To Photoshop or Not to Photoshop?

By ​Marifran Manzo-Ritchie

July 10, 2012

Have you ever had a situation where your marketing team comes to you and asks for numerous creative assets that target multiple customers, so the website can be more relevant to its different visitors?

Let's take, for example, that you are tasked with overlaying the product image thumbnails for your company’s catalog of shoes with small emblems, or badges, that indicate when an item:

•  is an exclusive;

•  is part of a promotion that’s only running in certain states; and/or

•  has a unique feature, such as being waterproof, orthopedic, leather, etc.

Sounds like a big creative task, correct? Well, you are right on, it is.

After a few painstaking days developing comps that everyone agrees on (which can be a job unto it itself), you’ve finally got dozens of unique creatives. You go ahead and save your PSDs, optimize the creatives for the web, and hand off the files.

And then Murphy's law strikes! Your marketing team comes back to you with a list of changes:

• 20 items were miscategorized as orthopedic

• a dozen states were missing from the promotions list

• 5 new waterproof products have been added to the catalog

* there are 14 new exclusives in the sandals and sneakers categories

Just when you thought you were done, you need to unarchive and reopen the PSDs, identify the layers to change (hopefully you have not flattened the layers), re-save, and compress every new version created—and then hope that your web development team replaces the correct images.

Wrapping up these fixes quickly is a priority, since you’re already past the project deadline and now putting other jobs in the creative queue on hold.

Sure, last-minute changes happen more often than not in the creative process, as we’ve all experienced. And in the fast-paced world of ecommerce, continual updates have become the norm. But isn't there a better way of handling revisions to creative assets that are commonly reused? Yes, there is!

Welcome to the World of Browser-Based Technology

With the immense advancements in browser technology, your creative workflow is about to get more productive. What I like to call "Photoshop in the browser" is now possible. So forget the old ways of doing things I described above; instead, let technology work better for you on a creative level.

Going back to the example of the shoe thumbnails, you now only need to design the “exclusive” emblem ONCE in order to highlight every product in the catalog that’s an exclusive.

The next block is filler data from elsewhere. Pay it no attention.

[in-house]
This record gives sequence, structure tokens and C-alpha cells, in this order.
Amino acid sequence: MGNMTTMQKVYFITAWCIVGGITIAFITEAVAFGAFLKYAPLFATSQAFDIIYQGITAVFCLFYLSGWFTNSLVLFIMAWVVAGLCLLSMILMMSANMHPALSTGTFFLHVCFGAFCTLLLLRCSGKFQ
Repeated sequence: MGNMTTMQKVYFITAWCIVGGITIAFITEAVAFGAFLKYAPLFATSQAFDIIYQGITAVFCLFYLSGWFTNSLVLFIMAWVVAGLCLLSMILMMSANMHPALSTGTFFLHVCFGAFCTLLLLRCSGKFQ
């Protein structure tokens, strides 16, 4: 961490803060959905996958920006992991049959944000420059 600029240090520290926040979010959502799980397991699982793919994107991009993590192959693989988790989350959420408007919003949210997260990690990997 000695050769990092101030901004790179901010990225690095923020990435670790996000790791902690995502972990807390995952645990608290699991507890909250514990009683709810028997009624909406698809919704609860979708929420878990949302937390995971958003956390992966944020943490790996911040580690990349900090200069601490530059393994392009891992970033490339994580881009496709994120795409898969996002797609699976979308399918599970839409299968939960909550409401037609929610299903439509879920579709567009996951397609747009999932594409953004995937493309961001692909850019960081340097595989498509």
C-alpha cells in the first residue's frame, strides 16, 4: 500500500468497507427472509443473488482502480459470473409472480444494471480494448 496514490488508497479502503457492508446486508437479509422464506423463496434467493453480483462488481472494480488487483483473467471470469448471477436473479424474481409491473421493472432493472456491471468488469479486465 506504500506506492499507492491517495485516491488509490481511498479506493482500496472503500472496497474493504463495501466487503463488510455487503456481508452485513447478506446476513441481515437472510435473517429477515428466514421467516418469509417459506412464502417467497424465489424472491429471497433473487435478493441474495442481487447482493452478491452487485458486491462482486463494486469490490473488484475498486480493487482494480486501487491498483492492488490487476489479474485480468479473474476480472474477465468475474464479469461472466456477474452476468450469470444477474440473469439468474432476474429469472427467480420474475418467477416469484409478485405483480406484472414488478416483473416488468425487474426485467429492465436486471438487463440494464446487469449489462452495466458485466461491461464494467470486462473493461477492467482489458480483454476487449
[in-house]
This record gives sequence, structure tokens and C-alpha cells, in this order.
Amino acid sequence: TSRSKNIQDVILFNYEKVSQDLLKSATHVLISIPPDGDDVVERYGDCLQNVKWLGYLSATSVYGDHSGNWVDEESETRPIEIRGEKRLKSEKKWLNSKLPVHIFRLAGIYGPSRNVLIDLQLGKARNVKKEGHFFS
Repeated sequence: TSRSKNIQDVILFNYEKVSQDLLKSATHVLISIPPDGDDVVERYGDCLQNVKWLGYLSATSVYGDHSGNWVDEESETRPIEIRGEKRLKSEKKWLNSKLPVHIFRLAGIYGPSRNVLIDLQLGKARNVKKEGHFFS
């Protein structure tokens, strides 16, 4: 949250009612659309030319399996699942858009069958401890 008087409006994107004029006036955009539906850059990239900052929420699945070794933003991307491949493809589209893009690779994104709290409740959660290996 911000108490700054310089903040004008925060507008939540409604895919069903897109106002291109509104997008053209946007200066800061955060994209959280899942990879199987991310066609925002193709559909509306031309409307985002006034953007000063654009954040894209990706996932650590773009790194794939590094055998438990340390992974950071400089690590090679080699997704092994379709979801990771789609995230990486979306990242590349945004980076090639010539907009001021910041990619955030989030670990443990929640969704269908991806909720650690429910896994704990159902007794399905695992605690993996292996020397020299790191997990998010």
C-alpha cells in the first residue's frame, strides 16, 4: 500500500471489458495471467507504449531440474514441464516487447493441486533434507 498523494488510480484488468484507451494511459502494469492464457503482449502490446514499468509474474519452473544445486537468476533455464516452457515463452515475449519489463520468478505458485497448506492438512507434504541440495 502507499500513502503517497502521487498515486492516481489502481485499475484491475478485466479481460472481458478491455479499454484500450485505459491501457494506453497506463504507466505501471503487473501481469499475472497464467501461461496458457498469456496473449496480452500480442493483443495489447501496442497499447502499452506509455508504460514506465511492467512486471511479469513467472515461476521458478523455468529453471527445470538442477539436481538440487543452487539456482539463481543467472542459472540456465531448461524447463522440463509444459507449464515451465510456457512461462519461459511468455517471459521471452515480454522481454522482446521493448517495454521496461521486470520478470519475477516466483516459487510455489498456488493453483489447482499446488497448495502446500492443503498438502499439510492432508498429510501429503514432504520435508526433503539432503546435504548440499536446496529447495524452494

When a visitor enters the website and sees multiple product images with the "exclusive" emblem, all those graphics are displayed in real time on the visitor’s browser. Web-based technology pulls the appropriate creative asset and layers it onto the specific product images, without designer interaction.

Since the process happens in the browser, based on business rules in the ecommerce database, all you ever have to do is design the handful of overlays to indicate which products are exclusive, waterproof, part of a promotion, etc. The  days of reworking product thumbnails have become a thing of the past.

Getting Excited Yet? There’s More!

The benefits of browser-based programs for streamlining creative workflow don’t stop with image overlays. You probably design lots of versioned banners to target messaging to different visitor segments. Wouldn’t it be great to simplify these jobs as well?

For example, if a banner campaign calls for messaging personalized to website visitors based on attributes like their geolocation or purchase history, you could create a single banner creative that accommodates the insertion of variable text messages. So, if the campaign parameters call for the promotion of a 25% discount on Puma products to return visitors who shopped this brand before but didn’t convert, text fields can be set up to automatically populate this message in your banner template. This same banner also can be used to serve text personalized to the visitor’s city or current weather—whatever message the marketing team has targeted to different visitor segments.

Now I know you’re probably thinking, “I’m not thrilled about having a web technology limit me to web fonts like Arial, Tahoma, or Verdana.” No worries there. Browser-based creative solutions let you upload and work with any font you already include in your designs, so you can keep your creative just the way you envisioned it.

It's Time to Rework the Creative Production Process

What it comes down to is that a tool like Photoshop is great for lots of different creative uses. But, as they say, “work smarter, not harder” is the message here, so be sure to explore new creative tools that support alternative ways to address your workflow challenges.

What do you think? I’d love to hear your take on this topic, as well as brainstorm with you on any ideas/challenges around creative and processes.

Leandro "Lee" Krukowski is a creative professional in the digital media arts with over 15 years of experience in creating all forms of media, including video, print, web, animation, branding, and campaign building. As the Creative Director at Monetate, he develops creative marketing and design concepts that meet the business objectives of the organization and that advance its brand strategy. Before joining Monetate, he was a partner at a startup video production company in Atlanta for 10 years.

Marifran Manzo-Ritchie is the former Director of Corporate Communications at Monetate. She has over 12 years of experience in helping companies create and share the messages that resonate with their target markets. In a previous life, Marifran worked as a radio news writer, producer and occasional on-air talent. She is always trying to learn the Italian language and the piano.

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